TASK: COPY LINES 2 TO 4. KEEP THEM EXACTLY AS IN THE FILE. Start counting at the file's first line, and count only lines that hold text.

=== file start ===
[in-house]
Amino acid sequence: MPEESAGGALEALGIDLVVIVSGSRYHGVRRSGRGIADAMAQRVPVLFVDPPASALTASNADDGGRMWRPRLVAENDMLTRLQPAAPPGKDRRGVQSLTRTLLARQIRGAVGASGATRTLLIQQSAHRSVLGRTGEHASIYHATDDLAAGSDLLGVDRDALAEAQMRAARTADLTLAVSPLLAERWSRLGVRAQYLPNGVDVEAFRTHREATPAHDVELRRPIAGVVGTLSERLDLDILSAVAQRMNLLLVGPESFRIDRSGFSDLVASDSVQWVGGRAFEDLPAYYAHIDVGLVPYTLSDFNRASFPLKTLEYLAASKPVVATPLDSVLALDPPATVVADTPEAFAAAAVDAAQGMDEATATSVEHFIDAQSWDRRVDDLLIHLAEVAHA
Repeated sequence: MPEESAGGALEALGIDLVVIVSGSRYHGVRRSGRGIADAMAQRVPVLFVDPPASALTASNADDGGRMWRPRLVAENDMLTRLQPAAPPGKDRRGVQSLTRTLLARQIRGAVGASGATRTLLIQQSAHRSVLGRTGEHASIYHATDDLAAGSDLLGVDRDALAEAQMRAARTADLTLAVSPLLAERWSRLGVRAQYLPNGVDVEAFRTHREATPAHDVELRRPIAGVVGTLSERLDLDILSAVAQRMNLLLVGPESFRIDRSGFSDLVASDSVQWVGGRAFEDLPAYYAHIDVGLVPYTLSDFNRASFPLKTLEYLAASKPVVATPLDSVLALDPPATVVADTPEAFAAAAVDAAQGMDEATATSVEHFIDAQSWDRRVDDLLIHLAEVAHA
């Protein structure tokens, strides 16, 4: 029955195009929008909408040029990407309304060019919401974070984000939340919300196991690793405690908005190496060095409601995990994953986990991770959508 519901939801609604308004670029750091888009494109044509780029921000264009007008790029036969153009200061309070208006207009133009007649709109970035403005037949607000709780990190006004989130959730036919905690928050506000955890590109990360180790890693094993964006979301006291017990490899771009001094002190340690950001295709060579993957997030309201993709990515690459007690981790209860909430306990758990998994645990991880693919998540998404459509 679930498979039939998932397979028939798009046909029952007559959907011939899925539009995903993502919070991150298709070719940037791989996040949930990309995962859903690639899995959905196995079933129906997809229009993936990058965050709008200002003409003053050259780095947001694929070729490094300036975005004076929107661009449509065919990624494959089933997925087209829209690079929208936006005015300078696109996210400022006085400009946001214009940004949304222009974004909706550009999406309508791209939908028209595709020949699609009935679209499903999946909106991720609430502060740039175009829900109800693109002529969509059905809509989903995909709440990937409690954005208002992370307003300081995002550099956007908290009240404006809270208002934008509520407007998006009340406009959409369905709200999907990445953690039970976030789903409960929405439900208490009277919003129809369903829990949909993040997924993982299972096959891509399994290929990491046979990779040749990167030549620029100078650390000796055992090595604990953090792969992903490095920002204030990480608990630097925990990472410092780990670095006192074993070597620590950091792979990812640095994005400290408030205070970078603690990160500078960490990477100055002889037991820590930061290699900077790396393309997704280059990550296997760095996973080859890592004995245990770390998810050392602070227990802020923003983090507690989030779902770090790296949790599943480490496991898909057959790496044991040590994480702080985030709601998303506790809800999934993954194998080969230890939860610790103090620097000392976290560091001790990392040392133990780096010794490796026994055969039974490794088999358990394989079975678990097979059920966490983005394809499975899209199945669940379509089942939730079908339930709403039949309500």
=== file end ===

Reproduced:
Amino acid sequence: MPEESAGGALEALGIDLVVIVSGSRYHGVRRSGRGIADAMAQRVPVLFVDPPASALTASNADDGGRMWRPRLVAENDMLTRLQPAAPPGKDRRGVQSLTRTLLARQIRGAVGASGATRTLLIQQSAHRSVLGRTGEHASIYHATDDLAAGSDLLGVDRDALAEAQMRAARTADLTLAVSPLLAERWSRLGVRAQYLPNGVDVEAFRTHREATPAHDVELRRPIAGVVGTLSERLDLDILSAVAQRMNLLLVGPESFRIDRSGFSDLVASDSVQWVGGRAFEDLPAYYAHIDVGLVPYTLSDFNRASFPLKTLEYLAASKPVVATPLDSVLALDPPATVVADTPEAFAAAAVDAAQGMDEATATSVEHFIDAQSWDRRVDDLLIHLAEVAHA
Repeated sequence: MPEESAGGALEALGIDLVVIVSGSRYHGVRRSGRGIADAMAQRVPVLFVDPPASALTASNADDGGRMWRPRLVAENDMLTRLQPAAPPGKDRRGVQSLTRTLLARQIRGAVGASGATRTLLIQQSAHRSVLGRTGEHASIYHATDDLAAGSDLLGVDRDALAEAQMRAARTADLTLAVSPLLAERWSRLGVRAQYLPNGVDVEAFRTHREATPAHDVELRRPIAGVVGTLSERLDLDILSAVAQRMNLLLVGPESFRIDRSGFSDLVASDSVQWVGGRAFEDLPAYYAHIDVGLVPYTLSDFNRASFPLKTLEYLAASKPVVATPLDSVLALDPPATVVADTPEAFAAAAVDAAQGMDEATATSVEHFIDAQSWDRRVDDLLIHLAEVAHA
């Protein structure tokens, strides 16, 4: 029955195009929008909408040029990407309304060019919401974070984000939340919300196991690793405690908005190496060095409601995990994953986990991770959508 519901939801609604308004670029750091888009494109044509780029921000264009007008790029036969153009200061309070208006207009133009007649709109970035403005037949607000709780990190006004989130959730036919905690928050506000955890590109990360180790890693094993964006979301006291017990490899771009001094002190340690950001295709060579993957997030309201993709990515690459007690981790209860909430306990758990998994645990991880693919998540998404459509 679930498979039939998932397979028939798009046909029952007559959907011939899925539009995903993502919070991150298709070719940037791989996040949930990309995962859903690639899995959905196995079933129906997809229009993936990058965050709008200002003409003053050259780095947001694929070729490094300036975005004076929107661009449509065919990624494959089933997925087209829209690079929208936006005015300078696109996210400022006085400009946001214009940004949304222009974004909706550009999406309508791209939908028209595709020949699609009935679209499903999946909106991720609430502060740039175009829900109800693109002529969509059905809509989903995909709440990937409690954005208002992370307003300081995002550099956007908290009240404006809270208002934008509520407007998006009340406009959409369905709200999907990445953690039970976030789903409960929405439900208490009277919003129809369903829990949909993040997924993982299972096959891509399994290929990491046979990779040749990167030549620029100078650390000796055992090595604990953090792969992903490095920002204030990480608990630097925990990472410092780990670095006192074993070597620590950091792979990812640095994005400290408030205070970078603690990160500078960490990477100055002889037991820590930061290699900077790396393309997704280059990550296997760095996973080859890592004995245990770390998810050392602070227990802020923003983090507690989030779902770090790296949790599943480490496991898909057959790496044991040590994480702080985030709601998303506790809800999934993954194998080969230890939860610790103090620097000392976290560091001790990392040392133990780096010794490796026994055969039974490794088999358990394989079975678990097979059920966490983005394809499975899209199945669940379509089942939730079908339930709403039949309500």